1 comment:

  1. People are forming into two camps: 1) Those either ignoring all the signs or hoping against all logic for the best, or 2) those who see a long period of waxing harmony and trust, which grew far beyond sanity, rolling over to see the large, muddy-middle consensus fragment into mutually antagonistic, devoutly held belief structures.

    I've enjoyed the relative peace of the muddy middle, even as I could see the collectivism-driven injustices visited upon innocent individuals fill a massive reservoir of resentment. The Caucasian male compelled by his employer to attend a thinly-veiled harangue aimed at humiliating him for crimes he did not commit (against racial minorities, women or people on the fringes of behavior) has learned to resent people he'd otherwise have simply ignored.
    Unfortunately, that reservoir of resentment will boil into rage when the implicit benefits of "going along and getting along" evaporate in economic tribulations. At the same time, only collective trust forms the dam holding back that reservoir of rage, and that dam of trust is historically larger than any in centuries, and weakening rapidly.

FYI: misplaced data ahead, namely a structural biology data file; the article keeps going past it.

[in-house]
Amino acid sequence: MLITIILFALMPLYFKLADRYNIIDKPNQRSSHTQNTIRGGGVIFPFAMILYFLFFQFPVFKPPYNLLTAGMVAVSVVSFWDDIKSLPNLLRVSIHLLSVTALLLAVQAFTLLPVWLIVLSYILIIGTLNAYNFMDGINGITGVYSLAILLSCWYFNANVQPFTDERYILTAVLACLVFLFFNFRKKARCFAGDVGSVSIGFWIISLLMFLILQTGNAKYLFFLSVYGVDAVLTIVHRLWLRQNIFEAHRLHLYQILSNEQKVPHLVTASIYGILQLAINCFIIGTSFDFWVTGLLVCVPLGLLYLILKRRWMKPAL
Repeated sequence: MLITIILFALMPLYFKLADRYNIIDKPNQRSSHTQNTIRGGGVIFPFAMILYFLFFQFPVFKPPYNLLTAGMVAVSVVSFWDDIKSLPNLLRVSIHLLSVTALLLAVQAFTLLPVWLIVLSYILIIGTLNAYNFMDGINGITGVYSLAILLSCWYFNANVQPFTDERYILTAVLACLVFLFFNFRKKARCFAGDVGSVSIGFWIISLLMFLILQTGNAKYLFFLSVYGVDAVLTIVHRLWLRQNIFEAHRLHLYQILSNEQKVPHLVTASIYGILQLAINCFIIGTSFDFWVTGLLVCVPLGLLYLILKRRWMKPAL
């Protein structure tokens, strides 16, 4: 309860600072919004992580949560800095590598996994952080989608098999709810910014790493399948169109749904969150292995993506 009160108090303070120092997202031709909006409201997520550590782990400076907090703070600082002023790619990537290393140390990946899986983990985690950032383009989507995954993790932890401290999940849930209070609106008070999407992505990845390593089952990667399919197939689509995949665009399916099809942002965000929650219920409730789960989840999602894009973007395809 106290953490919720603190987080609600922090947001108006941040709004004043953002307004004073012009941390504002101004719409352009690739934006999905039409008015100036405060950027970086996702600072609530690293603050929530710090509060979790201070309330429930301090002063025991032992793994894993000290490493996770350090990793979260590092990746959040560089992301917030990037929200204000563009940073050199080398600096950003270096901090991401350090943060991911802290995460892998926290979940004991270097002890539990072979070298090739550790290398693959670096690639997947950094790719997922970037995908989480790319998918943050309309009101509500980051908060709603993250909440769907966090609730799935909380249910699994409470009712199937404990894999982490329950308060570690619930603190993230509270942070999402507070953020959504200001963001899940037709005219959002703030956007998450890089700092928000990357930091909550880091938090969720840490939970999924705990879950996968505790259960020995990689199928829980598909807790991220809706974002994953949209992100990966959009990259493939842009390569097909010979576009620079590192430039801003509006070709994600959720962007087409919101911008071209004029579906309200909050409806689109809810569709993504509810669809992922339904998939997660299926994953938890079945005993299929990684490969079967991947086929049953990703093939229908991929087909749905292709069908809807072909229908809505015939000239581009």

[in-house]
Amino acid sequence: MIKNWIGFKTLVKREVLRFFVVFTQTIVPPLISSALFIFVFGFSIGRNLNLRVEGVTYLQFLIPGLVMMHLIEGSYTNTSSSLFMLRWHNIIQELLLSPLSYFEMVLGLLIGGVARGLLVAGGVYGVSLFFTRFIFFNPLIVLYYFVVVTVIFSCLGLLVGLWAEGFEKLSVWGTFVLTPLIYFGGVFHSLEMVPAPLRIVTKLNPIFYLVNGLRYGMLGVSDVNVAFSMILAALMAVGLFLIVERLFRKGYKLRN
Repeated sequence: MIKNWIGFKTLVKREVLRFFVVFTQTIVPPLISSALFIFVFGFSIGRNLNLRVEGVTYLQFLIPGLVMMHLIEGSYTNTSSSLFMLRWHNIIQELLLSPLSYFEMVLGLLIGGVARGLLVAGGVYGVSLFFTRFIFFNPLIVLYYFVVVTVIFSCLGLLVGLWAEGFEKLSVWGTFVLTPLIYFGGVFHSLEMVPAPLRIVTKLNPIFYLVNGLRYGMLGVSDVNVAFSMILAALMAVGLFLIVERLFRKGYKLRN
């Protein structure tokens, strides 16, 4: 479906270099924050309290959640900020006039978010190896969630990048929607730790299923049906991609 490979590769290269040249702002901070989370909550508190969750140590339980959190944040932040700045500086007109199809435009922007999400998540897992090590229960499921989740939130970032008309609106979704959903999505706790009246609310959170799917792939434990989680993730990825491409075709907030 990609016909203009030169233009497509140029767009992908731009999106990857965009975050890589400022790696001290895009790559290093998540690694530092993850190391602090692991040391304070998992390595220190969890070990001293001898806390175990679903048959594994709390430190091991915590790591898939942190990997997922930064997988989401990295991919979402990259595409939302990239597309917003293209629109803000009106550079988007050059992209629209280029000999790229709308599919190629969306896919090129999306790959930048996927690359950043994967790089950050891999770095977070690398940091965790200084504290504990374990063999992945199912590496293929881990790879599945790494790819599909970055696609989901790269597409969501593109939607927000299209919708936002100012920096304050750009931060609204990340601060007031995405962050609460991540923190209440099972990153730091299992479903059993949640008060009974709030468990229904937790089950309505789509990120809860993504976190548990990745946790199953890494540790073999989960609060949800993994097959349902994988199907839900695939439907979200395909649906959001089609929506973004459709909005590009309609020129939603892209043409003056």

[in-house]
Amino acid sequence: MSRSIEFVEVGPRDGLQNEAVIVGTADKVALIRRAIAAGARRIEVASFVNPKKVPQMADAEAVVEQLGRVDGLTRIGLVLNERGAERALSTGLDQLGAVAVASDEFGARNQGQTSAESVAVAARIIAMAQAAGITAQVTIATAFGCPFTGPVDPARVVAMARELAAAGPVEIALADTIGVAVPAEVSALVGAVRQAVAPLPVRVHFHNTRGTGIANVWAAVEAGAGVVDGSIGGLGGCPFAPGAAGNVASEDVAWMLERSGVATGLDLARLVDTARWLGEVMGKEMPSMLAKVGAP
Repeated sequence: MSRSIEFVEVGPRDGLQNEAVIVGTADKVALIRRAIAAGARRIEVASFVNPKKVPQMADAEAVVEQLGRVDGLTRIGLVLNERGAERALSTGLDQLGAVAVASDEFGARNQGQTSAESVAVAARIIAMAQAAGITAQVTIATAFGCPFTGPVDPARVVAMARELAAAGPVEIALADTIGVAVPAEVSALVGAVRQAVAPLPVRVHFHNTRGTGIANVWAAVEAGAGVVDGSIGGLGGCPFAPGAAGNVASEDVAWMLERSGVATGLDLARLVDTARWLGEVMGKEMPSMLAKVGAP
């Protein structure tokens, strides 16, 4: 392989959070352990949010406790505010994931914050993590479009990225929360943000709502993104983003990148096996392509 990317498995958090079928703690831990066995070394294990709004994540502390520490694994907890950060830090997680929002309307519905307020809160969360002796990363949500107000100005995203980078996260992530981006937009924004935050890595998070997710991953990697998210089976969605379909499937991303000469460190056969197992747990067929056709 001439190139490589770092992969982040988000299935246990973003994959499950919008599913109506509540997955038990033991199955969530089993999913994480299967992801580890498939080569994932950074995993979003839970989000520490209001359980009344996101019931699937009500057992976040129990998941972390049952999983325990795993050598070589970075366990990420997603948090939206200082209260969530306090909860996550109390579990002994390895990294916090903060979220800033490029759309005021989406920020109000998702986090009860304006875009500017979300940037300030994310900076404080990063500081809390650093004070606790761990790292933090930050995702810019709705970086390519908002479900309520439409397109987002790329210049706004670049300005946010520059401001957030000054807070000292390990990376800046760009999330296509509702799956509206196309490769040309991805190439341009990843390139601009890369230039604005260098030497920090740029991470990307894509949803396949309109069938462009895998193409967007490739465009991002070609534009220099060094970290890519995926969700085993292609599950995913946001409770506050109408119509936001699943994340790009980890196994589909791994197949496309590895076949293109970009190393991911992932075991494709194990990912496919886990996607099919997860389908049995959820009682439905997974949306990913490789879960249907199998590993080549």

Look for people to cease tolerating otherwise endless guilt-by-association and trumped-up demands for "reparations," be they racial/sex set-asides, highly progressive taxation or any other transfers of wealth/comfort/prestige that emanate from collectivist notions of "fairness."

    The battle lines are already there, drawn, if you look for them. The Narrative of "getting along" is dissolving in favor of a new Narrative, one that rationalizes a position of "No More will I kowtow to your guilt trips dumped on me." Empathy driven by coercion was always vulnerable to resentment, and now that being seen as weak is deemed a "benefit" in many circumstances, the strong are about to stop playing along.